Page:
Press Release: Columbia and UCLA Law School Professor Kimberlé Crenshaw Honored With Honorary Degree From York University

Media Contact:
G’Ra Asim
Writing Director, African American Policy Forum/Center for Intersectionality and Social Policy Studies
g’ra.asim@aapf.org
African American Policy Forum/Center for Intersectionality and Social Policy Studies

Photo Credit: York University

Photo Credit: York University

TORONTO, CANADA -- June 21, 2019 

The African American Policy Forum (AAPF) and the Center for Intersectionality and Social Policy Studies (CISPS) are pleased to announce that Kimberlé Crenshaw was awarded an honorary doctorate from York University with the Class of 2019 alongside fellow honorands Paul Alofs, Glendon Campus, Anne C. Fools, Jennifer Doudna, Paul Gross, Cheryl McEwen, Marangu Njogu, Marcie Ponte, and Lynn Posluns. The ten honorary degree recipients were recognized as outstanding contributors in community building, social justice, health research and philanthropy.

York University honorary degrees are awarded to those who have achieved eminence in their field of activity, provided extraordinary service to humankind, Canada, Ontario, York University or a particular community, and/or made public contributions to society worthy of emulation. “[The 2019 honorary degree recipients] are leading the way on social justice and human rights issues" said Rhonda L. Lenton, president and vice-chancellor of York University. "[T]heir achievements serve as an inspiration for York’s newest graduates and for all of us.”

Osgoode Hall Law School Interim Dean Mary Condon made the following announcement to the York community: 

I am delighted to announce that the recipient of this year’s honorary doctorate to be awarded at the June convocation ceremony is Professor Kimberlé Crenshaw.  Professor Crenshaw is Professor of Law at UCLA Law and Columbia Law School and a leading scholar and thought leader in the areas of civil rights, black feminist legal theory, and race, racism and the law. Her work has been foundational in two fields of study that have come to be known by terms that she coined: Critical Race Theory and Intersectionality.

Crenshaw directs Columbia Law’s Center for Intersectionality and Social Policy Studies, which she founded in 2011. She is also co-founder and executive director of the African American Policy Forum, a think tank that promotes efforts to dismantle structural inequality.  York University’s honor is a reflection of Crenshaw’s life long work to uplift and center the needs of those most marginalized within our society and amongst social justice movements.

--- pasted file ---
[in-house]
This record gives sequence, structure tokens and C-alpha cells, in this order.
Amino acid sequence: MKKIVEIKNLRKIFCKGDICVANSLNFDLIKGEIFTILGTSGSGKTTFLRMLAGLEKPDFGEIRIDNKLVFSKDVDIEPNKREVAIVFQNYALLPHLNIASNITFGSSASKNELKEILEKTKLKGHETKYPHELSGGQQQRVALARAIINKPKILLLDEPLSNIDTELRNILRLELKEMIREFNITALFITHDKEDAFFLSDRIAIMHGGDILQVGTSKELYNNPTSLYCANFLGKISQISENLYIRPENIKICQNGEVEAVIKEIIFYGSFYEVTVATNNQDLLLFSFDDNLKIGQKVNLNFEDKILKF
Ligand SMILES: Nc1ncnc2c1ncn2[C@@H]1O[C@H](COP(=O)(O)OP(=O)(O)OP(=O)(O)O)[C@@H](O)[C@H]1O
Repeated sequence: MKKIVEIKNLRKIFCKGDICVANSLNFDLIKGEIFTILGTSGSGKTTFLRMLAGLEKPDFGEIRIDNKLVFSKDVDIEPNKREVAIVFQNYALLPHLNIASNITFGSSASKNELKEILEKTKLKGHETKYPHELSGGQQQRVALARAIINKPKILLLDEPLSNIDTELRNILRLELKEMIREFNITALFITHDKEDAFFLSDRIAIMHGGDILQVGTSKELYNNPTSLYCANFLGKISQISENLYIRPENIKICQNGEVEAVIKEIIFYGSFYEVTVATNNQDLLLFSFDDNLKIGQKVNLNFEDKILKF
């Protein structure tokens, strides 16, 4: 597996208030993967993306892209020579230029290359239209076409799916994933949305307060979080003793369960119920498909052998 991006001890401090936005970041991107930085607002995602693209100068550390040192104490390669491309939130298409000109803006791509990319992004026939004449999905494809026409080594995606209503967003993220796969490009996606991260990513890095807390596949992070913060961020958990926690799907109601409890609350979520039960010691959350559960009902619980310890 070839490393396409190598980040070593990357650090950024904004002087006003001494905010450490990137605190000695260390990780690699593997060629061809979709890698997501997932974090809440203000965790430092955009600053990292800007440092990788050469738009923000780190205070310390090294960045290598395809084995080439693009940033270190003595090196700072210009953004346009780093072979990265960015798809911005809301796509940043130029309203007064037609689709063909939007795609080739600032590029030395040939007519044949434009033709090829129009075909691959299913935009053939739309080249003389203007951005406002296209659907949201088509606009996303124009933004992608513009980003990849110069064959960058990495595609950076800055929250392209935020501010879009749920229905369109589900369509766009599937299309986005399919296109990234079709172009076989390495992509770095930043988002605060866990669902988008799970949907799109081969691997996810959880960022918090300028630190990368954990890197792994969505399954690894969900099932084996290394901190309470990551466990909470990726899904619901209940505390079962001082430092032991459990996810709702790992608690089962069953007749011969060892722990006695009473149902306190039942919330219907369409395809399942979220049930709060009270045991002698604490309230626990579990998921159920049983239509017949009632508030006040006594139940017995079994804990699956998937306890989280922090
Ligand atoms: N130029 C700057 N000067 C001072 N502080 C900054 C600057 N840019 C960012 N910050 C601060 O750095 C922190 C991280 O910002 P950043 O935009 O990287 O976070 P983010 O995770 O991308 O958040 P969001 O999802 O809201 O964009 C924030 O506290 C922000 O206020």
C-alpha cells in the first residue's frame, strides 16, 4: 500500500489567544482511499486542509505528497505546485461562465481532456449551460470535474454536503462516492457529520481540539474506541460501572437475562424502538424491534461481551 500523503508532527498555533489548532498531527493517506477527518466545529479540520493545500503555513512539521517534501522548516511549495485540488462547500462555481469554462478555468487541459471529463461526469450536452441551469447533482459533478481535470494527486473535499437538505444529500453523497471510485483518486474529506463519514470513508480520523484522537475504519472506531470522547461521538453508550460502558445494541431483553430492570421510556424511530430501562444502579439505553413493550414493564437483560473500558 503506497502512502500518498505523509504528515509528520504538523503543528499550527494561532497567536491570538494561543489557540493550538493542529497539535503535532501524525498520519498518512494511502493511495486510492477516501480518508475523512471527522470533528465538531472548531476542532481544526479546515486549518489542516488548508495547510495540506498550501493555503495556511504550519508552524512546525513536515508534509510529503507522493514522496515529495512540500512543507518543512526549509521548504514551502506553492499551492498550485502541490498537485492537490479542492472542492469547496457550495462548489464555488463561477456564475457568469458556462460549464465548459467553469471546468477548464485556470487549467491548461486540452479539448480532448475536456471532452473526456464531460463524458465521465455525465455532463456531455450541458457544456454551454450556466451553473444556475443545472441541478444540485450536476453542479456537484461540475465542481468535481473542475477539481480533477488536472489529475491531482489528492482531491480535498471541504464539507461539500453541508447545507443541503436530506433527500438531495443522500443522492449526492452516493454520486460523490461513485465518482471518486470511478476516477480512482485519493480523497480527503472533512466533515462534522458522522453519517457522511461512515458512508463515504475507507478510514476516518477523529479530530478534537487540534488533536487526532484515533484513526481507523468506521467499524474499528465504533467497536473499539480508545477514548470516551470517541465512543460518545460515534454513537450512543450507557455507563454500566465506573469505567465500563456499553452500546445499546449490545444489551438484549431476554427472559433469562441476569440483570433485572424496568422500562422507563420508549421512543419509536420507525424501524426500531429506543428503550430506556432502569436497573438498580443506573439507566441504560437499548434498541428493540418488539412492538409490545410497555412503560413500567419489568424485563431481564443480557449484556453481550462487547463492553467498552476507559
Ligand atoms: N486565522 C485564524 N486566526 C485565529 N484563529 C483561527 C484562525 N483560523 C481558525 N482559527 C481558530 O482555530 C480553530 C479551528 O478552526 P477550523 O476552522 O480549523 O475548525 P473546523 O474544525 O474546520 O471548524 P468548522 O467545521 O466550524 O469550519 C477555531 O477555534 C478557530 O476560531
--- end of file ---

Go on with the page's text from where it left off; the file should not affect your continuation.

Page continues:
Crenshaw cultivates public literacy on forms of social difference and their relationship to the law by way of her column in The New Republic “The Intersectionist”, hosting the AAPF’s podcast Intersectionality Matters with Kimberlé Crenshaw and her forthcoming book On Intersectionality: Essential Writings. This winter also saw the release of Seeing Race Again: Countering Colorblindness Across the Disciplines, a volume Crenshaw co-edited challenging the adoption of racial colorblindness as a default position. 

Reflecting on her own graduation from law school, Crenshaw implored the Osgoode Hall Law Class of 2019 to challenge received wisdom, and to embrace skepticism as an intellectually generative stance:

Sitting there with my cap and gown, long before Critical Race Theory, the school of thought with which I would be an early adherent would fully emerge out of that Alternative Course, and long before a further turn in that intellectual ecosystem where intersectionality would find its way into the pages of a law review, I can only remember how driven I was by the many unresolved questions that my time in law school had set for me -- questions not only about how the law can be managed and mobilized to enhance social justice, but also how its role in facilitating and insulating myriad injustices could be reconciled with all the faith that so many disaffected communities had put into it.  Why did so many of us accept its limits simply because someone said “the law said so.” The law could say different things at any moment, and frequently did. So why should any of us settled for the “because I said so” claims?

Crenshaw’s convocation remarks were met with a standing ovation and generous applause by fellow graduates, York University faculty, and guests alike last week. The honorary Doctor of Laws was bestowed during York’s convocation ceremony at the Aviva Centre in Toronto on Friday, June 21, 2019 at 3:30pm. 

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The African American Policy Forum (AAPF) is a social justice think tank that brings new voices and broader frames to social justice practice in contemporary America. In partnership with the Center for Intersectionality and Social Policy Studies, AAPF promotes an intersectional approach to confronting discrimination in order to address the complex needs of marginalized communities. Through public education, youth development, research, trainings, and advocacy, AAPF has elevated the experiences of underrepresented constituencies to enable a more inclusive vision of social justice. 

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